• Near project’s end, are we revisiting the deliverables and to-do lists, updating and aggressively managing open issues?
  • Are there clear cues signaling we’re done with the project?
  • Does the client fully understand its role in working with the output and implementing it successfully after the project is handed over?
  • What specific questions are we asking to gauge how well we delivered? Are we addressing any points of concern promptly and satisfactorily?
  • Are we asking for referrals?

These are just some questions any project-based professional needs to be answering. What items would you add to the list from your experience?Mike Brown

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Put yourself in a position where you can allow a strategy of patience to work for you, not against you.

  • Have enough opportunities in development so any single one isn’t that critical.
  • Be far enough ahead in seeking knowledge that the learning curve doesn’t have to be accelerated.
  • Live on less than you can afford so money or fears related to it don’t force bad decisions.
  • Serve and cultivate a strong enough network that it’s not necessary to pester any one person for a response to your needs.

Where has a strategy of patience paid off for you?  – Mike Brown

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In a recent TalentZoo.com post called “Thirsting for Originality,” author Danny Goldgeiger addressed the perceived similarity of a Super Bowl ad for Coca-Cola and a nine-year old ad from Israel for a chocolate milk product. Danny G. wrestles with the possibility that wide access to media makes it more, rather than less, likely similar ideas may show up multiple places.

One strategy he suggests to minimize this occurrence is for agencies to push for original ideas, and clients to ask for unexpected things in ads (although in this case, the commercial is unexpected and still looks like a complete rip-off). All the while, he acknowledges it’s still likely ideas will get reprocessed in creative minds and used again.

So what can you do to challenge this tendency to reuse ideas more aggressively? One way is for people involved in creative pursuits to actively manage the media they regularly and deeply consume.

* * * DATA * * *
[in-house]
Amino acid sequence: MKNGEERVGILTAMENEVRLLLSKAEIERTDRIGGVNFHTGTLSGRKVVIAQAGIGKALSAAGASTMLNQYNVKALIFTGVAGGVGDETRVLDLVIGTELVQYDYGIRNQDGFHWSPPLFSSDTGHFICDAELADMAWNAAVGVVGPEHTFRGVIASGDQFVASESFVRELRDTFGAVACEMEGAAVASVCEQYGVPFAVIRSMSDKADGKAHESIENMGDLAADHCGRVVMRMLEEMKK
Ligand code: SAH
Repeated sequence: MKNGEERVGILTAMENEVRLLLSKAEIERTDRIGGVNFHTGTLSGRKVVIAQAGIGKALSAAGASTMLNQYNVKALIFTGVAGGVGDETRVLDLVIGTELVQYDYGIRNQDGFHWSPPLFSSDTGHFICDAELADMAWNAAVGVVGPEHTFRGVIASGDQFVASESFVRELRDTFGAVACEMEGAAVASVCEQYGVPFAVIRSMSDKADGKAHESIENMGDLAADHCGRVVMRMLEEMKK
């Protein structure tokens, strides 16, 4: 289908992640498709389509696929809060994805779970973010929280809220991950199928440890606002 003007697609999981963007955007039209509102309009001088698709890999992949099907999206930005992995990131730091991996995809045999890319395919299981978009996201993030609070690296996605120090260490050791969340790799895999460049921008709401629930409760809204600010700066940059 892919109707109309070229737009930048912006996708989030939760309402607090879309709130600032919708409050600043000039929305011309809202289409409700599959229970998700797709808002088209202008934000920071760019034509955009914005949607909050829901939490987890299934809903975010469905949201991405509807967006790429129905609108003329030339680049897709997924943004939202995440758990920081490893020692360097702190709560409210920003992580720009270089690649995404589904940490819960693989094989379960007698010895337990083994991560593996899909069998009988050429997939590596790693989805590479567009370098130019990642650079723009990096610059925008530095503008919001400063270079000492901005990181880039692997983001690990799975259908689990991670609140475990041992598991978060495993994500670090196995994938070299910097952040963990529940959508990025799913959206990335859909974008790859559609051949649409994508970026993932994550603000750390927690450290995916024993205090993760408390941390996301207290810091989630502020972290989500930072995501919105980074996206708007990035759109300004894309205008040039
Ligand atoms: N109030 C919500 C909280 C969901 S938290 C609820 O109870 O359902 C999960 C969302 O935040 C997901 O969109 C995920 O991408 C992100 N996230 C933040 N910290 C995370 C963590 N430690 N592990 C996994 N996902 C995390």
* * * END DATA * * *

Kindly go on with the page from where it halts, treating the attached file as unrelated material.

In the original article’s comments, I referenced a Conan O’Brien interview someone had tweeted where he was asked about his TV viewing habits. O’Brien recounted watching anything other than comedy for inspiration. His point was if he invested his time focusing on other late night talk shows, he’d drift over time toward what they were doing. The result? Losing his originality and failing to explore the comedic style most suited to him.

His comments provide a valuable lesson in managing media consumption.

If you want to minimize your own internal rehashing of ideas, think about consciously controlling the media you consume within your category. When seeking out creative inputs, do it more heavily from other industries or market segments. One way I address this is by using the Twitter feed to point me in new directions all the time (vs. working the same strategy, innovation, and creativity news and blog beat over and over).

If you’re in a creative role and you’re able, don’t immerse yourself in a direct competitors’ ads. That may seem radical (especially for a guy who has done a lot of competitive intelligence), but it could provide the right distance to keep your perspective fresh. – Mike Brown

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There are various types of people when it comes to choosing a strategy to deal with the political environment in an organization:

  • One group is oblivious to politics. They are who they are in all situations, completely unfiltered – which is great. But if you have an extreme personality, being exactly who you are will run you needlessly into problems in some, if not many, business situations. I could give you quite a list of people I’ve worked with who went down in flames being incredibly true to their quirky, distracting, or downright obnoxious personalities.
  • There are individuals in another group who constantly change behavior to conform to what they think the particular political environment is in any situation. These people will abandon their opinions, beliefs, and even principles to go with the flow. The result is they are completely unpredictable. While you may want things to be easy, without a predictable foundation for others to know how to work with you, one of two things will happen. You’ll either find yourself working alone or completely surrendering yourself to domineering political personalities in your work environment.
  • A third group invests the time to understand themselves and what’s important to them personally and professionally. They also monitor the political environment and what matters in it – both now and for the longer-term. Armed with this understanding, they make strategic decisions to hold or maneuver their positions based on what’s best for the business (and themselves) to be successful.

The third group has to work the hardest since it’s more involved to maneuver strategically rather than never doing it or doing it all the time. Being in the third group also requires a lot more emotional intelligence, which you may have to work on developing.

Want my advice? Be in the third group. Mike Brown

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Want a great strategy to improve your likelihood of getting more business (and by “business,” I mean doing more of what you do for external customers or internal clients)?

Here’s a simple, yet creative and under-used strategy: Be genuinely enthusiastic about doing what you do to help other people.

Talking recently with a potential service provider, I was struck by her contagious enthusiasm. Spending time on the phone with her made me more enthusiastic, increasing my interest in working with her tremendously.

Yes, she has talent. Yes, she has ideas. But most importantly, she has an overt, infectious attitude which right away puts her ahead of anybody else I might consider. It’s clear – she LOVES what she does!

What are you doing to show your enthusiasm for the people you want to serve?Mike Brown